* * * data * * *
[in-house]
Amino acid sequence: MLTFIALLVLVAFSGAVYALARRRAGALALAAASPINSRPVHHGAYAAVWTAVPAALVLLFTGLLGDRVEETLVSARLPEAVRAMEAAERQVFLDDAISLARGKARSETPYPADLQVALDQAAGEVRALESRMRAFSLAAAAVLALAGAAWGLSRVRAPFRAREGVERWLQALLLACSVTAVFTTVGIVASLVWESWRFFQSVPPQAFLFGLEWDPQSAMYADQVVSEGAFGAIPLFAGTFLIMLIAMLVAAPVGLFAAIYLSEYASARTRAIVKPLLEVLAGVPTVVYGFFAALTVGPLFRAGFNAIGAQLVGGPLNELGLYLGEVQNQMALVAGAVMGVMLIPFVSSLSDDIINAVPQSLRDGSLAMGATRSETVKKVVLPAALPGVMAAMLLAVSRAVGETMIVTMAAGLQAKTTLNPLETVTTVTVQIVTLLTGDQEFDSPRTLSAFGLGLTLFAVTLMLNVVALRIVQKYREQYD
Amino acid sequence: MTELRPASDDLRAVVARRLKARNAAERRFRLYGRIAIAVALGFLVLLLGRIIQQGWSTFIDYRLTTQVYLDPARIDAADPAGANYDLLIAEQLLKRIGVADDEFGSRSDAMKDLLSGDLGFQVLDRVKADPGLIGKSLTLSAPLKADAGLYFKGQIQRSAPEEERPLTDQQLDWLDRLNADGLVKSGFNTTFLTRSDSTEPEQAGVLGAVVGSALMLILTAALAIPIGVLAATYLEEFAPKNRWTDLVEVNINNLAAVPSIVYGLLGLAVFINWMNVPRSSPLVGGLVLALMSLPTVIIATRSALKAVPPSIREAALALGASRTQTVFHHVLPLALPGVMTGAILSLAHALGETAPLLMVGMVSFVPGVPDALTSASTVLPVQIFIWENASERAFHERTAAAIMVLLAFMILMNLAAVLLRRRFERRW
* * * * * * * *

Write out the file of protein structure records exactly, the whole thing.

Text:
[in-house]
Amino acid sequence: MLTFIALLVLVAFSGAVYALARRRAGALALAAASPINSRPVHHGAYAAVWTAVPAALVLLFTGLLGDRVEETLVSARLPEAVRAMEAAERQVFLDDAISLARGKARSETPYPADLQVALDQAAGEVRALESRMRAFSLAAAAVLALAGAAWGLSRVRAPFRAREGVERWLQALLLACSVTAVFTTVGIVASLVWESWRFFQSVPPQAFLFGLEWDPQSAMYADQVVSEGAFGAIPLFAGTFLIMLIAMLVAAPVGLFAAIYLSEYASARTRAIVKPLLEVLAGVPTVVYGFFAALTVGPLFRAGFNAIGAQLVGGPLNELGLYLGEVQNQMALVAGAVMGVMLIPFVSSLSDDIINAVPQSLRDGSLAMGATRSETVKKVVLPAALPGVMAAMLLAVSRAVGETMIVTMAAGLQAKTTLNPLETVTTVTVQIVTLLTGDQEFDSPRTLSAFGLGLTLFAVTLMLNVVALRIVQKYREQYD
Amino acid sequence: MTELRPASDDLRAVVARRLKARNAAERRFRLYGRIAIAVALGFLVLLLGRIIQQGWSTFIDYRLTTQVYLDPARIDAADPAGANYDLLIAEQLLKRIGVADDEFGSRSDAMKDLLSGDLGFQVLDRVKADPGLIGKSLTLSAPLKADAGLYFKGQIQRSAPEEERPLTDQQLDWLDRLNADGLVKSGFNTTFLTRSDSTEPEQAGVLGAVVGSALMLILTAALAIPIGVLAATYLEEFAPKNRWTDLVEVNINNLAAVPSIVYGLLGLAVFINWMNVPRSSPLVGGLVLALMSLPTVIIATRSALKAVPPSIREAALALGASRTQTVFHHVLPLALPGVMTGAILSLAHALGETAPLLMVGMVSFVPGVPDALTSASTVLPVQIFIWENASERAFHERTAAAIMVLLAFMILMNLAAVLLRRRFERRW